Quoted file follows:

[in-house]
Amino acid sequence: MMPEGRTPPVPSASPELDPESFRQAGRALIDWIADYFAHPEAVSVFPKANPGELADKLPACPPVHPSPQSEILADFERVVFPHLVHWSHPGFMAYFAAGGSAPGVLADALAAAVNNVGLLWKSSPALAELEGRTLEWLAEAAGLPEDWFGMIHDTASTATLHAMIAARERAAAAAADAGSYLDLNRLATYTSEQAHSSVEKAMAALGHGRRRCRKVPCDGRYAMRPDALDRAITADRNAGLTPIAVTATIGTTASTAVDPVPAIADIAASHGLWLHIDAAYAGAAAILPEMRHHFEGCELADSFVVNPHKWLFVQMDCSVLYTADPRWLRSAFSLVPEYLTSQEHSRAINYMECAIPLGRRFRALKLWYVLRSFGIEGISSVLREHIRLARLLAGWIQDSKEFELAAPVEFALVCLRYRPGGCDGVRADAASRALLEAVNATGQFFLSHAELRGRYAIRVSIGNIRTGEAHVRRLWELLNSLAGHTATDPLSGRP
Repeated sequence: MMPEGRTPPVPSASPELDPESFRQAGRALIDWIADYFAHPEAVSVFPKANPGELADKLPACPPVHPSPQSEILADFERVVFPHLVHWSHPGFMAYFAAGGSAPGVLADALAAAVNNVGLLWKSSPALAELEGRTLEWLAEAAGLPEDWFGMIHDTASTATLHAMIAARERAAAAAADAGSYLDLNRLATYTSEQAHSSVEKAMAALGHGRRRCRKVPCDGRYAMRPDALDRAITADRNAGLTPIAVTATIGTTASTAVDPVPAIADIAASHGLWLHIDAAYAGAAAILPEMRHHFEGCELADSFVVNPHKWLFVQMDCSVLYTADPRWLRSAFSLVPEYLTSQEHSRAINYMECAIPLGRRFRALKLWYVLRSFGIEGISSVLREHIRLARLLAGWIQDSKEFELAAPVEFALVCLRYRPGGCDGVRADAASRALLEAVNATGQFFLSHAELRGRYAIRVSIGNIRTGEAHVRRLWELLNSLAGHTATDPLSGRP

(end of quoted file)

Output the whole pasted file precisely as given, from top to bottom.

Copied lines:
[in-house]
Amino acid sequence: MMPEGRTPPVPSASPELDPESFRQAGRALIDWIADYFAHPEAVSVFPKANPGELADKLPACPPVHPSPQSEILADFERVVFPHLVHWSHPGFMAYFAAGGSAPGVLADALAAAVNNVGLLWKSSPALAELEGRTLEWLAEAAGLPEDWFGMIHDTASTATLHAMIAARERAAAAAADAGSYLDLNRLATYTSEQAHSSVEKAMAALGHGRRRCRKVPCDGRYAMRPDALDRAITADRNAGLTPIAVTATIGTTASTAVDPVPAIADIAASHGLWLHIDAAYAGAAAILPEMRHHFEGCELADSFVVNPHKWLFVQMDCSVLYTADPRWLRSAFSLVPEYLTSQEHSRAINYMECAIPLGRRFRALKLWYVLRSFGIEGISSVLREHIRLARLLAGWIQDSKEFELAAPVEFALVCLRYRPGGCDGVRADAASRALLEAVNATGQFFLSHAELRGRYAIRVSIGNIRTGEAHVRRLWELLNSLAGHTATDPLSGRP
Repeated sequence: MMPEGRTPPVPSASPELDPESFRQAGRALIDWIADYFAHPEAVSVFPKANPGELADKLPACPPVHPSPQSEILADFERVVFPHLVHWSHPGFMAYFAAGGSAPGVLADALAAAVNNVGLLWKSSPALAELEGRTLEWLAEAAGLPEDWFGMIHDTASTATLHAMIAARERAAAAAADAGSYLDLNRLATYTSEQAHSSVEKAMAALGHGRRRCRKVPCDGRYAMRPDALDRAITADRNAGLTPIAVTATIGTTASTAVDPVPAIADIAASHGLWLHIDAAYAGAAAILPEMRHHFEGCELADSFVVNPHKWLFVQMDCSVLYTADPRWLRSAFSLVPEYLTSQEHSRAINYMECAIPLGRRFRALKLWYVLRSFGIEGISSVLREHIRLARLLAGWIQDSKEFELAAPVEFALVCLRYRPGGCDGVRADAASRALLEAVNATGQFFLSHAELRGRYAIRVSIGNIRTGEAHVRRLWELLNSLAGHTATDPLSGRP